“Well doc, this is all about my ‘Soul Condition’.” I looked up, saying nothing, but my eyes gesturing ‘tell me more.” He went on to tell me that he thought a lot about his life after our last appointment. He realized that his poor health habits, for him, were about failing to care for himself and his ‘soul’. He realized at some point he is worth more than his poor health habits, so slowly he started eating better and exercising. He said “Doc, you told me to go for a walk. So, I’ve gone for a walk everyday ever since I saw you last.” Wow! I admit I had a moment that I couldn’t believe someone actually listens to me! We went through the rest of the visit, me with genuine joy for him, him with the pride of a child reporting back a good deed to a parent. And then we finished, as he and I somehow always do, sharing tidbits of our lives and hopes, and he teaching me more about the Soul Condition. He said “Doc, if you are unhappy, just work on your soul. You should tell your other patients that. I’m not even tempted to smoke or drink alcohol, or eat ice cream. Why would I now that my Soul is so happy in this body?”
I’ve thought of him a lot since that day. I could certainly learn a few tips from him – or at least my Soul needed a new kind of condition after all I’ve been through this year. I couldn’t help but wonder if he saw it in my eyes, if he knew I needed this advice. Divorce is ugly and bitter and deeply devastatingly sad – it does break a soul as it breaks a family. I bear witness to so much human suffering on a daily basis in my role as physician, and sometimes the only thing I can do is sit with a patient and listen and hold his or her hand, offer a supportive word or a hug. I have found it an incredible burden to also carry my own suffering into the room with my patients as I listen to their stories, offer kindness, support and advice. I’ve often wondered over the last year if I’m good for any of them and if I could possibly bear any more. During that 20 minute appointment, I earnestly rejoiced in his improved health and happiness and learned from his wise counsel.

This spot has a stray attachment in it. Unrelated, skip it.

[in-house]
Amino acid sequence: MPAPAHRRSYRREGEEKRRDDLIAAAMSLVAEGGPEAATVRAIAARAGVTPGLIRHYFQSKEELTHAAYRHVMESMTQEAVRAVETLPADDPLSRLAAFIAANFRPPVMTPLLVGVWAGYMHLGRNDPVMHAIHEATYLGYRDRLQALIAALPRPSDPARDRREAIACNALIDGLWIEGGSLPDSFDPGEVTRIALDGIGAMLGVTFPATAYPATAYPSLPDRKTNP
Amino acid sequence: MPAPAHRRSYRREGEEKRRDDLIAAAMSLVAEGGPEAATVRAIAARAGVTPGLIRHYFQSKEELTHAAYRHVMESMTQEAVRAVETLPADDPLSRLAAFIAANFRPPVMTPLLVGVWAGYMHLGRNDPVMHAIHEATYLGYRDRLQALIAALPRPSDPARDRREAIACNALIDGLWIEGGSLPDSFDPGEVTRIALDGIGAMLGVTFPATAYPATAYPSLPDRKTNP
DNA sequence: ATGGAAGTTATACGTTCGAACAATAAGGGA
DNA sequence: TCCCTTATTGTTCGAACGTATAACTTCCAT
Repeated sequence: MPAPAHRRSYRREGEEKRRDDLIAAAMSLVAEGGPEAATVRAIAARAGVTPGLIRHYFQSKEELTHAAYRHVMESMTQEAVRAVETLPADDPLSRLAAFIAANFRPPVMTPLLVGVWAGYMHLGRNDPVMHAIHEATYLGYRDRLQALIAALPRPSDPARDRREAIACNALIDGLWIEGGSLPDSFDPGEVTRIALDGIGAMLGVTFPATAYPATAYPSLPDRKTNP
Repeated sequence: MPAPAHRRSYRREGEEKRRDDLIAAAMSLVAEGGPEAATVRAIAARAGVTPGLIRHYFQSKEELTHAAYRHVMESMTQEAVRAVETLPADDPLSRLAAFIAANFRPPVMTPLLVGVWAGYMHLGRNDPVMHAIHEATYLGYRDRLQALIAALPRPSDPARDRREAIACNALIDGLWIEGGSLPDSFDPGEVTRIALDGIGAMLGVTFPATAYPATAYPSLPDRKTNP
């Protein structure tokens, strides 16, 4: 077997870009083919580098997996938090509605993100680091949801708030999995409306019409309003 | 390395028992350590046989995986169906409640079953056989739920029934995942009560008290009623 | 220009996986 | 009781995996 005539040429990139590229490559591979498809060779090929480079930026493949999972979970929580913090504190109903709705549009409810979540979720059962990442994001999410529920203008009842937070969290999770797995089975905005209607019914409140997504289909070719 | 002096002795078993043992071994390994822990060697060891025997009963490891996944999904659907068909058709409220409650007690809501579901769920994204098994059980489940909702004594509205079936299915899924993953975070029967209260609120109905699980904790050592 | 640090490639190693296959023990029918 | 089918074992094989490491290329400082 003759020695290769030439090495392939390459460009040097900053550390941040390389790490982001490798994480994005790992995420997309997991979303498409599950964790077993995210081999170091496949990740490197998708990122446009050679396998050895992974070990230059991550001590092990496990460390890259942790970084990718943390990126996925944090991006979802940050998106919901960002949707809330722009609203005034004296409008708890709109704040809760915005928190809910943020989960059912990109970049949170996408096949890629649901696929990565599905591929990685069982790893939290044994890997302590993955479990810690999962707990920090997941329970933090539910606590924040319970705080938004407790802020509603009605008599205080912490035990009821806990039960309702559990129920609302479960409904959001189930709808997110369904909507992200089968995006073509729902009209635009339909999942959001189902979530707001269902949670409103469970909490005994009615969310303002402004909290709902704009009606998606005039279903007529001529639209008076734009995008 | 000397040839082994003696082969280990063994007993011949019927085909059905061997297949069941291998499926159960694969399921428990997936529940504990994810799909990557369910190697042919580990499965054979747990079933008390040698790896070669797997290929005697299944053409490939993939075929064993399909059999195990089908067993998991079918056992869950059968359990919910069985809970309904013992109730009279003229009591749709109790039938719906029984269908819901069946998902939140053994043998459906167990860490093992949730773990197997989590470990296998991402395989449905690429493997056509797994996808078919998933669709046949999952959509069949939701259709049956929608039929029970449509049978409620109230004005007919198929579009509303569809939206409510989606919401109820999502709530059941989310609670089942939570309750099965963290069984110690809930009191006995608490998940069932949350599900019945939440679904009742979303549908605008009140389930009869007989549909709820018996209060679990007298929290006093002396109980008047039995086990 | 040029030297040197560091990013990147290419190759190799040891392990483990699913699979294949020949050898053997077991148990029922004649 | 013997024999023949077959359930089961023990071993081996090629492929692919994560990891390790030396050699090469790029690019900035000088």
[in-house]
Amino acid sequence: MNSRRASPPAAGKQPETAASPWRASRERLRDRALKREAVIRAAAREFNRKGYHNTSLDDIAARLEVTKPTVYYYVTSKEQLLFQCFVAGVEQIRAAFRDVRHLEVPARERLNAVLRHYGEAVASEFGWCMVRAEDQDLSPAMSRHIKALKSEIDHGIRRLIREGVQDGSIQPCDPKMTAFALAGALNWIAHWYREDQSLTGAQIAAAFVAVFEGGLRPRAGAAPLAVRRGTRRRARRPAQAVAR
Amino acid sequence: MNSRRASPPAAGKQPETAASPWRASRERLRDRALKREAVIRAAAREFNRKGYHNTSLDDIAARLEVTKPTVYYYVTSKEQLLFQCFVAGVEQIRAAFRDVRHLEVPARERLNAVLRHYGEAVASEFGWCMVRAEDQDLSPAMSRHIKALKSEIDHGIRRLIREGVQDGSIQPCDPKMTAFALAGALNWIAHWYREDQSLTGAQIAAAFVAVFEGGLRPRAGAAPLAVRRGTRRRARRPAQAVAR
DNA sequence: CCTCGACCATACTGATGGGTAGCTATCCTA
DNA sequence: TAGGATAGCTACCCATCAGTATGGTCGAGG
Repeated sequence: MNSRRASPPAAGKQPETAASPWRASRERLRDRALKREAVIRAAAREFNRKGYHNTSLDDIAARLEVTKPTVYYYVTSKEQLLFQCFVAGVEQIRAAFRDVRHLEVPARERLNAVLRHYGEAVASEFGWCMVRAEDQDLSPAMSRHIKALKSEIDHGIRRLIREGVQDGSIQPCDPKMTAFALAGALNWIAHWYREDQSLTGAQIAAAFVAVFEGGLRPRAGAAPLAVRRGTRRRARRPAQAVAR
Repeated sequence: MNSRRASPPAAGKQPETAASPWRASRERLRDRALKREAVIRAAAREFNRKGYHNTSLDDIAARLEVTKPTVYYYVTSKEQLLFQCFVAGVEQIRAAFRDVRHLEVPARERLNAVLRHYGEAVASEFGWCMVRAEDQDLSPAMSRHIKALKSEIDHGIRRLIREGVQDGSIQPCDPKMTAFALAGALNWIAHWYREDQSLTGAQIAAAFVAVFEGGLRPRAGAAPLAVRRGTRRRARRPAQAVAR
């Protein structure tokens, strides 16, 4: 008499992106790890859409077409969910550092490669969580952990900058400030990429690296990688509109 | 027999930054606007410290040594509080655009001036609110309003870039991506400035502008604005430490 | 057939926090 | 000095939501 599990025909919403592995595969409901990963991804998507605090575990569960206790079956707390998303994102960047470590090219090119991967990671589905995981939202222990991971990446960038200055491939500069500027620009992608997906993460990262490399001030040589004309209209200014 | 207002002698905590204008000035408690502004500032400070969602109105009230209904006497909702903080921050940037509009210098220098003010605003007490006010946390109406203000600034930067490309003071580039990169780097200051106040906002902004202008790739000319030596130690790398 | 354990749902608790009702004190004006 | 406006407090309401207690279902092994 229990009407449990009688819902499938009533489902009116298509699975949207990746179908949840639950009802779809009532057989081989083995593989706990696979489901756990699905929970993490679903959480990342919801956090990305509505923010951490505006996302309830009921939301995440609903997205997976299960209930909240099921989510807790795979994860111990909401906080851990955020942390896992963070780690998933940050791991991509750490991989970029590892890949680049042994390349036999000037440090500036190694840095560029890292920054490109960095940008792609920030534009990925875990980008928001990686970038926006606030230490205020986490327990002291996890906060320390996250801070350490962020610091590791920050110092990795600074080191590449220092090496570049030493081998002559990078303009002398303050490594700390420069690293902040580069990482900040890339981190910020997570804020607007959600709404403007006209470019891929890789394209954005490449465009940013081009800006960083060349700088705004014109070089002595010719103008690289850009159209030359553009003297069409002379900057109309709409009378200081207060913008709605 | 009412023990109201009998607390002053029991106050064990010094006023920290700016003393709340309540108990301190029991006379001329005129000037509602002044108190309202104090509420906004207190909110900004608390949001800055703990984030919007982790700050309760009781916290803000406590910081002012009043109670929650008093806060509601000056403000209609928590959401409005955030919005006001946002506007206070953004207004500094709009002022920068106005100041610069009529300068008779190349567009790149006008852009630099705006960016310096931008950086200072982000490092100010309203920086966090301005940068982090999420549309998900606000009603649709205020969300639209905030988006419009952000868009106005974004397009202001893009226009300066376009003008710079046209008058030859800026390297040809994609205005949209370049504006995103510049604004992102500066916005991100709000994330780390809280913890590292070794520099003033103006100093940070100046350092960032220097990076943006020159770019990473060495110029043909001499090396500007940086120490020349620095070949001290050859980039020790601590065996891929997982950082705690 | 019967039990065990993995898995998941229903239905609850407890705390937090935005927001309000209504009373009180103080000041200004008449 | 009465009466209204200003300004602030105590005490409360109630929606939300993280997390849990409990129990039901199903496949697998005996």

Just like my patient worked to make his Soul happier, I’ve learned I need to deliberately take steps to do the same. I savor my kids’ giggles, and give more hugs, and spread more love, and have learned my own needs count. I have long taken care of others, and I’m just now learning the skills to recognize my own Soul Condition, and tend to it. Today I went out of my way to spend time with a long lost friend, take a walk, and bake banana bread. I went slowly through my day, took note of how I felt, and listened to what my Soul needed today. I also held my son, as he cried in my arms for a half hour after coming home from a weekend with his dad. He wanted to know “why can’t mommy and daddy just live together?” And so I hold these things, some so difficult, some so beautiful, and think about what we all need to care for ourselves and our Souls. In this moment, my heart ached wide open for my sweet child, and was also warmed by his earnestness and his openness and his absolute softness in my arms. My Soul has a little farther to go to feel healed, but I’m listening and trying. My patient is a beautiful man and a special, special Soul. May both our Souls triumph in a beautiful year ahead of us, until we meet again.